Nonlinear Design. Examples III | WebReference

Nonlinear Design. Examples III

 
  Examples III
 
 

Finally, let's examine some examples of actual design compositions that use Bezier curves extensively. This section features several logos created recently by my Studio for various customers. Before we get into analysis, I would like to draw your attention to the fact that, being quite different by their areas of activity and other characteristics, all of the companies mentioned below finally made their choice in favor of Bezier-dominated logos, although they were also offered a number of other drafts in different styles. Of course this should not be taken for a statistically viable survey, but still the coincidence may indicate an interesting trend.

 

Figure 7

  Fig. 7:  Mythical Whooshes  

  The first example shows the two final drafts of the logo created for Mythical Earth, a personal development company in Aruba. Both of the drafts (the customer finally selected the first one) are based on the expressive "whoosh" shapes repeated in a pattern. It's easy to see that on our chart, these whooshes would occupy the quadrant 3, as they feature a wide curvature range and emphatic disregard of the gravity direction (in fact, they were intended to symbolize some sort of space phenomena, such as comets' tails). The dynamism and freedom of each whoosh creates a strong contrast with the precise symmetric pattern formed by all of them, as well as with the horizontality of the text lines.  

Figure 8

  Fig. 8:  The Smooth Flow of Vericode  

  The logo created for Vericode, a software testing company in Ashland, MA, exemplifies another corner of the curves universe. The inner contours of the "strait" are, too, of widely varying curvature, but this time they are strictly coordinated with the architectonic directions represented by the outer rectangular outline of the graphic (compare quadrant 4 on the chart). The resulting image stresses the qualities of reliability and smooth workflow that are important for Vericode.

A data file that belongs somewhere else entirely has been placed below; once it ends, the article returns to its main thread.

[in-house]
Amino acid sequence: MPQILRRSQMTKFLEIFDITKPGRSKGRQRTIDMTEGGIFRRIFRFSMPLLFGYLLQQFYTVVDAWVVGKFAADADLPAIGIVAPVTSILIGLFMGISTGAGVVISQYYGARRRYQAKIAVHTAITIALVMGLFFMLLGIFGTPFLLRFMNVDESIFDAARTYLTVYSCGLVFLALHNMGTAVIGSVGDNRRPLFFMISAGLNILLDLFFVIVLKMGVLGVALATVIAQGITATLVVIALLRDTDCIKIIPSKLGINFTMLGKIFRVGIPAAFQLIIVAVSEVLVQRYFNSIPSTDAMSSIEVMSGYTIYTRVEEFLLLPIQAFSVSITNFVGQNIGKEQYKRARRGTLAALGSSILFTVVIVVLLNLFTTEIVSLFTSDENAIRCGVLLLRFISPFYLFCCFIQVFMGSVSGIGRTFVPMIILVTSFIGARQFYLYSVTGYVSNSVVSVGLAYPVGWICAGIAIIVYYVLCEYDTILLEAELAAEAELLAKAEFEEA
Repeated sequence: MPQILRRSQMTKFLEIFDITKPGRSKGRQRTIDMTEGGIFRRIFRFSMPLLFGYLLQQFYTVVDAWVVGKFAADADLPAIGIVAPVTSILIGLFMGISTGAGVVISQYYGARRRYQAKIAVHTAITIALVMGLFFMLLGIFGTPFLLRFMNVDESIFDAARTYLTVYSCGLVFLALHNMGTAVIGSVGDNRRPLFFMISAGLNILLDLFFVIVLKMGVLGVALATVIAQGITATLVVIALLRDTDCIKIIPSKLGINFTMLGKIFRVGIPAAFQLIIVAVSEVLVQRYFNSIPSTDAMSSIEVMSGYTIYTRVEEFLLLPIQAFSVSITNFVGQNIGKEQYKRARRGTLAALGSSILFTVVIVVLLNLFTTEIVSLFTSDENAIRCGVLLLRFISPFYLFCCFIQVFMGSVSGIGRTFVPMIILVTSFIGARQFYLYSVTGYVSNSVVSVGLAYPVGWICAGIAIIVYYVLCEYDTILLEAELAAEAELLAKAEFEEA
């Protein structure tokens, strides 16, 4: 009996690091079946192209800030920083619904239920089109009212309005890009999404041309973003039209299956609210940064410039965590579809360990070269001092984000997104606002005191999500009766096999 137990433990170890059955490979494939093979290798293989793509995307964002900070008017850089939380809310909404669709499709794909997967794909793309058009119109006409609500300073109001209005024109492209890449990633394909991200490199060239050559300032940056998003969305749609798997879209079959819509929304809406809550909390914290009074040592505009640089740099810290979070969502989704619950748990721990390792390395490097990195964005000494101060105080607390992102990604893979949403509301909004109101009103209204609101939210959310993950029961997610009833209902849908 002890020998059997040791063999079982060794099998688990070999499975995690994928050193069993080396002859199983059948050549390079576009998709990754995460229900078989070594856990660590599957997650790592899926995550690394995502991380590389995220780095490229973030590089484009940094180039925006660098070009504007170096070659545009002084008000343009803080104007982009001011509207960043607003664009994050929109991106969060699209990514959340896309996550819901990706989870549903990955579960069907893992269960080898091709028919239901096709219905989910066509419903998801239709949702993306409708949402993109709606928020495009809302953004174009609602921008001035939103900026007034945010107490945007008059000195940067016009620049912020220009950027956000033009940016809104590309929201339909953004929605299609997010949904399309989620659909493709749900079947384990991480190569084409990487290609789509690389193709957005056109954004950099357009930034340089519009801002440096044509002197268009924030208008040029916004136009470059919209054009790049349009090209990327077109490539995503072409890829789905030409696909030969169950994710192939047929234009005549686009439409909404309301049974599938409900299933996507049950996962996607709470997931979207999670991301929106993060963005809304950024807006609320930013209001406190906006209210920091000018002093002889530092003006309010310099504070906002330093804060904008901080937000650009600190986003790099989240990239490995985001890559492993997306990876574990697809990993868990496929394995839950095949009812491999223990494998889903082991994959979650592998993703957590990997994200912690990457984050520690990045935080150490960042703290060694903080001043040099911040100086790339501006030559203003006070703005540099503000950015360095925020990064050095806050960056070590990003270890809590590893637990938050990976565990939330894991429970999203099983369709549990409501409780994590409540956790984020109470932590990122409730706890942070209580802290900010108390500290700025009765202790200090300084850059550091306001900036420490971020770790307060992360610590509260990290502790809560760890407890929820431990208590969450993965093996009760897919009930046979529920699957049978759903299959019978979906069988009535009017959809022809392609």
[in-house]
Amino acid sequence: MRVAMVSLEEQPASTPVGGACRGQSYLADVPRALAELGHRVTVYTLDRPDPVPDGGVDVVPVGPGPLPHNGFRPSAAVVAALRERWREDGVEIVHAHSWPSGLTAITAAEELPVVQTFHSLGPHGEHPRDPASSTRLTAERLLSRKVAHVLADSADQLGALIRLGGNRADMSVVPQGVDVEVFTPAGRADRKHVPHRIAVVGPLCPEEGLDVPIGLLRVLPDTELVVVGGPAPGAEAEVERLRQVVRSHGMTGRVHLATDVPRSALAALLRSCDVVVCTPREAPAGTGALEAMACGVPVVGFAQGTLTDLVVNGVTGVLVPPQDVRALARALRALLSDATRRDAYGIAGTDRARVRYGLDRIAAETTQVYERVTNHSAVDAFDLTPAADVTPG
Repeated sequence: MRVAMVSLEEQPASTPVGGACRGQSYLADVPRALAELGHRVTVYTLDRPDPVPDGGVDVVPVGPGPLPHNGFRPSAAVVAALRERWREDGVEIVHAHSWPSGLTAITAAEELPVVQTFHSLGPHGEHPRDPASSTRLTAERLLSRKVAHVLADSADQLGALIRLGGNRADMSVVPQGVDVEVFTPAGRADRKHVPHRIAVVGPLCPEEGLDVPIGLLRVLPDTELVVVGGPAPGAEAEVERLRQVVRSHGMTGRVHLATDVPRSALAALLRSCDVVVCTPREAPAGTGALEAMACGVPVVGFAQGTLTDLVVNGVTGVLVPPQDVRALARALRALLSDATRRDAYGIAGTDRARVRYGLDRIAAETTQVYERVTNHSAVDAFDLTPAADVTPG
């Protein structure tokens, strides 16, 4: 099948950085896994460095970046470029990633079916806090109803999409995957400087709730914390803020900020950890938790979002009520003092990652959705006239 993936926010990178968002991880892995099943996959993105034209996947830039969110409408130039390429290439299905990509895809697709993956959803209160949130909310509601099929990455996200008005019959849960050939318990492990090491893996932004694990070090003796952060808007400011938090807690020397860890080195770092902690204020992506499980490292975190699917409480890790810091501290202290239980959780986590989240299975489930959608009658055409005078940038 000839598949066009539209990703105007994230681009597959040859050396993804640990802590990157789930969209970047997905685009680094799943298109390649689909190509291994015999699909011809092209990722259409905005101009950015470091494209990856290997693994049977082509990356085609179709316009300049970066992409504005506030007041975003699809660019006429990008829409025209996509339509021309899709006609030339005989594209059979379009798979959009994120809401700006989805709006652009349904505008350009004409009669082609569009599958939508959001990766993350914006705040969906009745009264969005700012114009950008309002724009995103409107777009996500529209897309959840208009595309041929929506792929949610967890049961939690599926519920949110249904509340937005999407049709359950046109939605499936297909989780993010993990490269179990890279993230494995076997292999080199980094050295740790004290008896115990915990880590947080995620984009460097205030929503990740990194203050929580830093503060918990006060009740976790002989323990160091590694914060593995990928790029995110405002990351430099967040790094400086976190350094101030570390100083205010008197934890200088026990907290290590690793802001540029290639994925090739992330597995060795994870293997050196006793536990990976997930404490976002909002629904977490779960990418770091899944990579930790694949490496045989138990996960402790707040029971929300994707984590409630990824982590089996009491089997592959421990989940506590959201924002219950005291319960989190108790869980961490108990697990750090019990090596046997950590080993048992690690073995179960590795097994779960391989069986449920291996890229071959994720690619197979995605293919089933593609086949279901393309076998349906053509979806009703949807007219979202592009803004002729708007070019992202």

Figure 9

  Fig. 9:  Fans on the Edge of Styles  

  The last example is perhaps the most interesting, as it shows how differently the same visual idea can be implemented depending on the types of curves you use for it. The logos shown on Fig. 9 are the two last drafts created for the FansEdge site, and the team of site creators was being reportedly "very torn between the two logos," although their final decision was in favor of the top draft which is "more distinctive." (Please check out this logo's full genealogy showing all of the earlier variants that led to this final couple of images.)

Those who have carefully followed my discourse can see at once that the two logos shown on Fig. 9 occupy the quadrants 1 (the top draft) and 3 (the bottom draft) on the chart. In my view, the bottom variant with its acute curvature variations, asymmetric and dynamic shape would perhaps be a better match for the site's supposed audience of sports fans. On the other hand, the bottom version is somewhat lacking in architectonics, and since the text line doesn't attempt to provide a strong enough horizontal base, the whole thing may seem a bit unstable.

On the contrary, the top logo is well balanced at the expense of losing much of the shape's dynamism. Although the lines used have low curvature range, their smooth flow and only a minimum loyalty to architectonics make the logo look pretty relaxed rather than artificial and "Modern Antiquean." The flirty curved tip at the top even gives the image a somewhat playful appearance, providing a visual counterpoint for the fancy Humanist Antiqua font used in the text.

One final example of curvilinearity to which I would like to draw your attention has nothing to do with visual design, although it is very important in aircraft design and engineering. If you cut an airplane's wing parallel with the flight direction, the section will have a complex, smoothly streamlined shape called an airfoil. Modern airfoils come as a result of extensive research and experiments in aerodynamics labs, but their practical objective of generating maximum lift with minimum drag (air resistance) defines their aesthetic value which is obvious to everyone with an eye for the beauty of shapes. I'd recommend that those interested in non-linear design spend some time browsing the UIUC airfoils database, where each airfoil is shown as a GIF image. For an example, here's the CLARK Y airfoil (the wing's front edge is on the left), which is one of the most widely used - and isn't it beautiful!

 

Created: Feb. 12, 1999
Revised: Feb. 12, 1999

URL: http://www.webreference.com/dlab/9902/examples-iii.html